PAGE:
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Ghost hunters come to Red Lodge
By: 
Eleanor Guerrero
CCN Senior Reporter

On Sunday, Oct. 8, ghost hunters came to Red Lodge. The Billings based Montana Paranormal Research Society, an affiliate of the TV ghosthunters group “TAPS”, had performed an overnight vigil this past June in the building of the Carbon County Historical Society (CCHS). They presented what is commonly termed the "Reveal" in paranormal investigations this past Sunday morning, where data was explained, and all visual, experiential and auditory evidence of paranormal activity was documented and presented to Sarah Russell, CCHS Executive Director. 
These avid tech testers stress that they are not psychic, sensitive or seeking personal experiences.  They are looking for valid tangible proof. 
“We are not scientists,” said Dustin Brenner, the group’s founder, but he stressed, “We’re an equipment-based group.” He strives for “The Holy Grail” in paranormal: to get it on video. “It’s important to have the control factor” said Brenner. He accomplishes that when his equipment substantiates phenomena. Then, they try to debunk it. “We try our best to find reasons for it to occur.” If there’s even a possibility of another reason they discard the finding. Curtis Mattox, their techie, is the most determined to find a reasonable cause for phenomena. Brenner said, “We love him for that, hate him when he does it!” Mostly, he said, “We try to validate the claims” of the occupants who contact them. He said, “Ninety-five percent of the time we come up empty.”
His team, consists of Brenner, Lora Mattox and her husband, Curtis Mattox.
As for finding anything negative, Lora says they do run into spirits of people who are just “not nice” but that’s about it. Although Brenner said, “I’m like a rock,” denying he has any “sensitivity” to psychic perceptions, his interest began in 2005. One night, when he was working late about 10 p.m. in a Bozeman Public School and was “the only one here,” he experienced "seeing" a child that simply was not corporeal in the locked building. Later, when looking at the school’s old photos on the wall, he recognized she was wearing one of the old school uniforms of the 20’s and 30’s.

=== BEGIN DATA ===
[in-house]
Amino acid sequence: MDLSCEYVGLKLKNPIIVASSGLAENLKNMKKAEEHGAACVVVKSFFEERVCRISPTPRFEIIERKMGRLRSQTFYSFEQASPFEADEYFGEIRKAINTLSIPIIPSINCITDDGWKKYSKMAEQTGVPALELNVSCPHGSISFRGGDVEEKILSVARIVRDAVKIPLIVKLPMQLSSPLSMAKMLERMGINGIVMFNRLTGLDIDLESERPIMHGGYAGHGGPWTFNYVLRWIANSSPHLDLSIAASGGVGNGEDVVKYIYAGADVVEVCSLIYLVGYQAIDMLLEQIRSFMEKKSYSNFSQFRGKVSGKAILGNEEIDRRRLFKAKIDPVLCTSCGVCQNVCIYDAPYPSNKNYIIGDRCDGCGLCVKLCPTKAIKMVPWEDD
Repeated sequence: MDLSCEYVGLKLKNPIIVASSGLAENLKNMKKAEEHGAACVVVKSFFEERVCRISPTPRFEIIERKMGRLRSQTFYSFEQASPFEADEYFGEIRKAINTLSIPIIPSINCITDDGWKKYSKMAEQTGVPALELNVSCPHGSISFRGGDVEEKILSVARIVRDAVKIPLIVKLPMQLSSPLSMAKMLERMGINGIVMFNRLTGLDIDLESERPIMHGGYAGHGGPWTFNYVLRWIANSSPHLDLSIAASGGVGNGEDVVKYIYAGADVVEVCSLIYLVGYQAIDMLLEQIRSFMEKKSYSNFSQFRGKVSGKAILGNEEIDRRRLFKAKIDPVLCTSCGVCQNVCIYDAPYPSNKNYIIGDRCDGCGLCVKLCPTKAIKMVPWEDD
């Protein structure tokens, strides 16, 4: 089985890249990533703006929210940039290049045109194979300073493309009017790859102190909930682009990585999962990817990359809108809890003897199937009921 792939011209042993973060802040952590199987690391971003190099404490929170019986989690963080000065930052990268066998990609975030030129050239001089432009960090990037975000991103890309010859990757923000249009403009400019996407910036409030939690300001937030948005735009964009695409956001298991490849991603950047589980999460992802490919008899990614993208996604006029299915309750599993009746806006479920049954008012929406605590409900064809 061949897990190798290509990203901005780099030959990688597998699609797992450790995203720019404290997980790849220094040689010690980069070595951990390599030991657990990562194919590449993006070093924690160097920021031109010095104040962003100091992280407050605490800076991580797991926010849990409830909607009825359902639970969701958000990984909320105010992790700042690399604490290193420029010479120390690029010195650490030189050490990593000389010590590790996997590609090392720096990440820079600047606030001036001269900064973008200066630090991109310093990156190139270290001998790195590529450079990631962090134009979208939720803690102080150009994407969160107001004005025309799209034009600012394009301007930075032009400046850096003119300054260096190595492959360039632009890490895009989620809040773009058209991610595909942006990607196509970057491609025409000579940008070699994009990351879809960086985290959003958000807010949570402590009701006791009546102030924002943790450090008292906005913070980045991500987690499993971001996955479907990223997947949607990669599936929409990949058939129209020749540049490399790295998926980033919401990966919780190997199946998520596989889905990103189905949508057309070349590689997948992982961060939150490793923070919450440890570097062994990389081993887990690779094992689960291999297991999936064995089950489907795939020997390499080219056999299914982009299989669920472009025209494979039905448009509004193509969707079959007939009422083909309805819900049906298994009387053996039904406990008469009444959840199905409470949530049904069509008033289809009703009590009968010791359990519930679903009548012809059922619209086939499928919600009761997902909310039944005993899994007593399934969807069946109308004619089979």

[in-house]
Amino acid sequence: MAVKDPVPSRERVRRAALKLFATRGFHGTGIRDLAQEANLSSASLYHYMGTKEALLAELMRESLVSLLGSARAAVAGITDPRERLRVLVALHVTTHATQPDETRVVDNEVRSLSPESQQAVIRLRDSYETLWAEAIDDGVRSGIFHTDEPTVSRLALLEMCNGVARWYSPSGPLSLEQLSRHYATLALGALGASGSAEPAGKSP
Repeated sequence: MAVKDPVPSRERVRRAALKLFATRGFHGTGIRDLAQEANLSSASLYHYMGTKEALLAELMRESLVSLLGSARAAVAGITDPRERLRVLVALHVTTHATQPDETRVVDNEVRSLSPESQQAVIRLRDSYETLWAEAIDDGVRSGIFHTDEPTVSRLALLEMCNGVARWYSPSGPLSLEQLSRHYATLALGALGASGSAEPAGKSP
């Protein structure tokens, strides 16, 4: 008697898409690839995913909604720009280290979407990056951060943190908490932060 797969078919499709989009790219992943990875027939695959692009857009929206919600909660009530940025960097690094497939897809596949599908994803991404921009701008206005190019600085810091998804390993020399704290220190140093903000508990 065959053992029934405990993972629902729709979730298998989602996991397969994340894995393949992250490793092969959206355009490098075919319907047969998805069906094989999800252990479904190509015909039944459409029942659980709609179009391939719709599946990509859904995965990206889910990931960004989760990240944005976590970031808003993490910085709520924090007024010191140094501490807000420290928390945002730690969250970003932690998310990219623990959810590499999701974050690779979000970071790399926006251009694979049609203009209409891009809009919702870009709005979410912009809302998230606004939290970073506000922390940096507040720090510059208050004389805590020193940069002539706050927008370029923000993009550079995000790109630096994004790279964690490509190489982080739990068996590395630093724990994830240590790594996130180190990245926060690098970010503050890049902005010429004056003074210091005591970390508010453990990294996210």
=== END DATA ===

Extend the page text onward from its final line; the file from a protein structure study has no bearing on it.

He has been visiting homes and institutions since then, seeking the truth through his rigorous investigations. The team set up an array of high tech electronic gear, cameras and recorders throughout the basement, main and upper floors of the old building, and walked around with meters to detect electromagnetic energy usually associated with the spectral inhabitants. They spent an entire June night walking from floor to floor in the wee hours, often experiencing things that "went bump in the night." 
Strangely, as Russell mentioned places in the edifice that elicited a shiver up her spine, the same locations spooked the investigators, and often showed paranormal activity on their equipment. They recorded whispered murmurs. There were noisy knocks as the names of miners lost in the Bearcreek mine explosion were read aloud from a list in the basement. There were strange, unexplained sounds on the recorder including a loud bang on the unoccupied main floor. When one of the investigators asked the miners to show them what it was like in the deadly mine, a strong smell of noxious gas was experienced that, upon investigation, had no discernable source in the building.